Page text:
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Sunday, April 22, 2012
Suzuki powers Japan
Boosted by a strong performance from Akiko Suzuki, Japan captured its first World Team Trophy title on Saturday night at Yoyogi Gymnasium.
Japan won the three-day, team competition with a total of 55 points to edge out the United States which finished second with 53.
Canada took third with 42 points.
Suzuki, who looked radiant in a flashy blue outfit, was solid in her free skate and claimed the women's singles crown with a total of 187.79, beating out world champion Carolina Kostner of Italy, who was second with 185.72.
Skating to "Die Fledermaus Overture," Suzuki landed five triple jumps and displayed her usual elegance on the ice. A reverse spiral was especially well executed.
The only blemish for the world bronze medalist came when she under-rotated a double loop at the end of a three-combination jump.
"The results for Japan were great, but I felt the content of my program needs some work heading into next season," Suzuki said. "It was a tough competition to prepare for coming so close after the worlds. But I'm happy we won."
The victory capped off the finest season of Suzuki's career. The Aichi Prefecture native also won the NHK Trophy, and placed second at the Grand Prix Final, the Japan national championships and Skate Canada, in addition to earning her first world or Olympic medal.
Kostner had a tough outing, as she wobbled on the landing of her triple flip, fell on her planned double axel/triple toe loop combination, under-rotated a triple toe loop and singled a planned double axel.
American Ashley Wagner, who won the free skate, took third with 179.81.
"That performance was just the way I wanted to end my 'Black Swan' program," said the U.S. champion. "It's one of my favorite programs by far and to skate it clean is quite extraordinary. To top it off, I had a great double axel-triple toe. Overall, it was a solid program. For the end of the season and the last program, it's a great way to wrap everything up."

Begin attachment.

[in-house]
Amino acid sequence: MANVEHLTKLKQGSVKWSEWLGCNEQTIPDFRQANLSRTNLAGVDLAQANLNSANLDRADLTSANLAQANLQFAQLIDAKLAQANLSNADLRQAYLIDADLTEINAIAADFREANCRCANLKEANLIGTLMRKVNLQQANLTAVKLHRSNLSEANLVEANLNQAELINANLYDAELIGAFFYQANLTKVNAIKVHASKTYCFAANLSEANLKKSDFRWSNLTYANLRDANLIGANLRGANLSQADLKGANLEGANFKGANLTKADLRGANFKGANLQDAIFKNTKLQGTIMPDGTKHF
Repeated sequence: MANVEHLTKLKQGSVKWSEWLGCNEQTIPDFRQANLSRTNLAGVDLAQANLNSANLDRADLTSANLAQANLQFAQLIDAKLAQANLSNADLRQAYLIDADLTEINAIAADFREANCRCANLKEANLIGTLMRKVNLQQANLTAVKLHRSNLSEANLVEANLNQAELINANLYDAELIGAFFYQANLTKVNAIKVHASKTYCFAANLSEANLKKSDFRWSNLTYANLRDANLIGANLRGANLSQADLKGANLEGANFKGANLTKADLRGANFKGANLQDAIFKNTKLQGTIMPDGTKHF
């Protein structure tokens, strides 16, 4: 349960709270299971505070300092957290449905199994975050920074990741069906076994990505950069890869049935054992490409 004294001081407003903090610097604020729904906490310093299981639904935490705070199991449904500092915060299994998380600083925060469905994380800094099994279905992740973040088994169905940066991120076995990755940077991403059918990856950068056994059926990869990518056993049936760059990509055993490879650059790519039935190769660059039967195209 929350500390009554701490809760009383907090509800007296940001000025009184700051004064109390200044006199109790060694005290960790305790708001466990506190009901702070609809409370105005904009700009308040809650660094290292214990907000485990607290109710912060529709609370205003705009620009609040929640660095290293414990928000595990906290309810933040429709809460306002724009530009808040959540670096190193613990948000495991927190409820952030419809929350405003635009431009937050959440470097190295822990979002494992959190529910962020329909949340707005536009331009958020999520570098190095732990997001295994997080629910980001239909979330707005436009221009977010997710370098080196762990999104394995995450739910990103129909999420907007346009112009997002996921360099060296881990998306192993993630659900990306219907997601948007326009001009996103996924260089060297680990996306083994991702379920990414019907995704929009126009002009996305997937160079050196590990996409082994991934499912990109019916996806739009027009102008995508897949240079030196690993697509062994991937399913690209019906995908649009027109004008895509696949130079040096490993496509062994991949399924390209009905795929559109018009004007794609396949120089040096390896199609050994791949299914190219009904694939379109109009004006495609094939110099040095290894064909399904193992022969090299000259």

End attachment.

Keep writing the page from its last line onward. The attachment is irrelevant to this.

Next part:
Kanako Murakami, who was in third place after the short program, tumbled to sixth on 159.62 after a poor free skate to "Violin Concerto."
Murakami under-rotated a triple loop and triple toe loop, and was also marked down on a triple salchow and double toe loop.
"My short program was good, but I was disappointed in the free," said Murakami. "I thought I could pull off the triple/triple (combination), but I just overdid it."
Despite finishing off the podium, Murakami was content to be part of a championship team.
"I'm very happy Japan won and that I could help," she said. "I just wish I could have done better in the free skate."
Russia's Vera Bazarova and Yuri Larionov won the pairs with a score of 180.70, while Canada's Meagan Duhamel and Eric Radford were second.
Narumi Takahashi and Mervin Tran (177.56) finished third in the pairs after leading following the short program.
Daisuke Takahashi, who prevailed in the men's singles on Friday, reflected on the triumph by his nation.
"As captain I concentrated on my own performance as well as that of the other skaters," he said. "It was hard to figure out what was going to happen, but we were very happy with the result."
Added Takahashi, "It was a tough competition. I felt the strength of the team behind me."